Forbidden Lies - Movie Review
By Ron Wilkinson Apr 6, 2009, 18:11 GMT
Norma Khouri is a thief, a saint, a seductress and a sociopath – depending on who is talking. Men want to marry her, Islamic extremists want to kill her, and the global publishing industry wishes she would just disappear. Khouri won fame and fortune with her “true story” Forbidden Love, about a shocking honour killing in Jordan. The book was a runaway bestseller, translated into multiple languages, and Khouri became ...more
Like 2003’s “Shattered Glass” this film is a story of one of the best scandals ever. A well done documentary and valuable opportunity to see how good a con-artist can really be
The best way to view this film is with an open mind; that is, to see Norma as a woman who might have been telling truth when she wrote her blockbuster best seller “Forbidden Love” on the eve of the US invasion of Iraq. If you look at the story in that way, you will be taken in just as 500,000 avid readers in several dozen countries were taken in. In the end, the best laugh is on us.
Sorry if that is a bit of a spoiler, but it is widely publicized and hard to avoid prior to seeing the film. The good news is that there is much more to the story of Norma Khouri than the book scam. This woman goes on and on, eventually rivaling the great “Capturing the Friedmans” (2004) in which the family video-taped itself through court and right into jail without as much as a flinch. But on with the story.
After the Iraqi invasion of Kuwait, Muslims were people the world loved to hate. Khouri, a Palestinian Catholic with dual citizenship in the states, seemed to be in the perfect position to be in the know. Her best friend Dalia, from a traditional Muslim family in Jordan, fell in love with a Christian man. As a result, so the story went, she was brutally stabbed to death by her father and brothers; the victim of an Islamic “honor killing.” Dynamite stuff at the right place and the right time. Norma saw her chance and took it. Not only did she write a riveting story about women’s plight under the Koran, she did with an American savvy that was profound. Plus she is very pretty, has a dynamite body and handles a TV interview like Katie Couric.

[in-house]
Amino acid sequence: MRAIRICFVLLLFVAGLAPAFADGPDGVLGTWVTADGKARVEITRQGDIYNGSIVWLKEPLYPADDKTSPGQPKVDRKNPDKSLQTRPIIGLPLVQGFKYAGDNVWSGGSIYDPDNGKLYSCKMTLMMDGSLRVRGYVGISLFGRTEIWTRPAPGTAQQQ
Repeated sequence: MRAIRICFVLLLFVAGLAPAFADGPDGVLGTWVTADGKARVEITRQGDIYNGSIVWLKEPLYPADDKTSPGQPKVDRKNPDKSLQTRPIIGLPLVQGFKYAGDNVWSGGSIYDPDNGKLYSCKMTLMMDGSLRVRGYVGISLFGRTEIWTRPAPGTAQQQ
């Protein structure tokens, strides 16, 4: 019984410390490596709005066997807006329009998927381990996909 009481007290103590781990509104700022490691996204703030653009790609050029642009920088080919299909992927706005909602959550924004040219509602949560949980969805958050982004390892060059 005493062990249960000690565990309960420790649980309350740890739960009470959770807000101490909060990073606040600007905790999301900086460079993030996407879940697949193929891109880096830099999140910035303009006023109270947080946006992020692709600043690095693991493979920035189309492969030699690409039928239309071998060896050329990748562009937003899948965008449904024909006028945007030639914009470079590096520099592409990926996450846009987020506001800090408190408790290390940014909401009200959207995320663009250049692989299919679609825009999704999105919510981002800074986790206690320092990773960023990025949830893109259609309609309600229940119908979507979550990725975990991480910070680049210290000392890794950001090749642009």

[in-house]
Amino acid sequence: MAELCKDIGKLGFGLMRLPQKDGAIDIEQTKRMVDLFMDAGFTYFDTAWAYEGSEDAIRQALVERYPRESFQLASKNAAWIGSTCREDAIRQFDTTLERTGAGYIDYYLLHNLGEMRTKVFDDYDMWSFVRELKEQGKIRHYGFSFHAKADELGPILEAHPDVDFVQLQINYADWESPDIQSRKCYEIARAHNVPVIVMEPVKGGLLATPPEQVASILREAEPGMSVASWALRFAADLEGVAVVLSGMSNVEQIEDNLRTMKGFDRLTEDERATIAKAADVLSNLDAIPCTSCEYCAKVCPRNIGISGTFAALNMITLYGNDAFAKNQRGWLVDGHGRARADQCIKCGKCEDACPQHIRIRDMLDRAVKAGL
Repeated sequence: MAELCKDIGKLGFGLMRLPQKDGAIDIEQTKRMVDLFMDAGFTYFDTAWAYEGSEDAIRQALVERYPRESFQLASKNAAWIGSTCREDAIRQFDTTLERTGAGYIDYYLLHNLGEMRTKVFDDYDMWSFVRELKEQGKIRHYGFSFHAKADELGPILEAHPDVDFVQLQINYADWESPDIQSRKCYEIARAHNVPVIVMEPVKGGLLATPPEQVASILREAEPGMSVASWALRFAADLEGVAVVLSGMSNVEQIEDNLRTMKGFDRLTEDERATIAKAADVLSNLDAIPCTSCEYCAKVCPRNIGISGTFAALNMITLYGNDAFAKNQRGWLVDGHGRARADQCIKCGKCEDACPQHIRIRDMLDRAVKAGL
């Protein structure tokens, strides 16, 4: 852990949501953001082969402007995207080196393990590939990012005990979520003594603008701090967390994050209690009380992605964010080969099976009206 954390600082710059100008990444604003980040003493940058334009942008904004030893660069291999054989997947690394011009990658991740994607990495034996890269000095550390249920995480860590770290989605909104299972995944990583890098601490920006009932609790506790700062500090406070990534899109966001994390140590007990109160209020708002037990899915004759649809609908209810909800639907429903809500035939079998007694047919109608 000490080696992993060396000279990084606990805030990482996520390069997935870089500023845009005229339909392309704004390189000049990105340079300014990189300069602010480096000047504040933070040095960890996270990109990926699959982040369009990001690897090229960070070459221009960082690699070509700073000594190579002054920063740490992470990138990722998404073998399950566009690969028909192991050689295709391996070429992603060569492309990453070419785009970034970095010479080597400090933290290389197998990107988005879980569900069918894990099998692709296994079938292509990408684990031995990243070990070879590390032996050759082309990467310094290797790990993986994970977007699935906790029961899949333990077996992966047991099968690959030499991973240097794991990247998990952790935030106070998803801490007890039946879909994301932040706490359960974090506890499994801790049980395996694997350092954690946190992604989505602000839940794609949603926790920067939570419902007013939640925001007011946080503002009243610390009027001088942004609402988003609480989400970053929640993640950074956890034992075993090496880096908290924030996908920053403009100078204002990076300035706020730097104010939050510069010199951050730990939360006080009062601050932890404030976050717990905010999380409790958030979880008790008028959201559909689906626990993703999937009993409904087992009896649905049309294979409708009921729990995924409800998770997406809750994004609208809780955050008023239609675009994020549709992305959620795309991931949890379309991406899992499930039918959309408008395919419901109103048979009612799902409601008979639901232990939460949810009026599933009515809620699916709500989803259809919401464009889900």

The film starts with the heartbreaking story and then cuts to the first of the dozen or so professionals who plowed into the tale when it seemed too timely to be true. The front runner was Aussie investigative journalist Malcolm Knox, followed by female Middle East human rights activist Rana Husseini. The book rights had been snapped up by none less than Simon & Schuster, Random House and Transworld who were madder than hornets that Khouri’s, and their, honestly should be questioned. After all, anyone could explain the 73 factual errors Husseini identified in her first look at the book. Nobody’s perfect.
This much alone would have made a good book, or a good film, but that was only the beginning. Looking further into Norma’s life it turned out she was not exactly the virgin she claimed, nor the Palestinian. So the story is better, or worse, than the fascinating “New Republic” scandal recounted in the blockbuster hit “Shattered Glass” (2003). That film recounts the true story of young star reporter Stephen Glass who was found to have faked all or part of over half of his forty-one stories for the New Republic magazine. Many of them were lead-off cover stories for the editions in which they appeared. The scandal almost took down of the leading publications in the USA.
As good as Norma’s story would have been if it had been true, it is probably better as a falsehood. Everybody likes to play arm chair quarterback and think that they could have seen through a scam. In fact, it is easy to believe nobody saw the lies, given the tremendous profits to be made from such a story. After all, the Bush administration was busy circulating its own set of lies and made-up news reports about the Iraqi occupation of Kuwait to whip up American’s sympathy for the invasion. In the end, one has to accept that the laugh is on us for that one, too.
The production of this film is first rate. The movie includes two live lie-detector tests of Khouri and culminates in a tour of the Jordanian neighborhoods with the author and her body guard. One can only assume that she felt she had a chance of saving the book (or publicizing her next one, her autobiography), as she points out exact locations of houses and an unmarked grave in justification of her story. At the same time she explains that the houses, grave and other actual physical proof are not the real physical proof. They are in other, unnamed locations, to protect the innocent. The tour itself becomes one of the funniest detective stories since “The Pink Panther.” Or perhaps more reminiscent of “Get Smart” where the team wears the “cones of silence” to provide the ultimate security.
If you are into conspiracies theories and the world’s best scandals, don’t miss this film. Also, pick up the DVD of “Shattered Glass” and perhaps the Tom Hanks, Leonardo DiCaprio hit “Catch Me If You Can.” Put yourself in the shoes of the hapless victims and just try to convince yourself you would have known better.
Written and Directed by: Anna Broinowski
Featuring Norma Khouri
Release: April 3, 2009
MPAA: Not Rated
Runtime: 104 minutes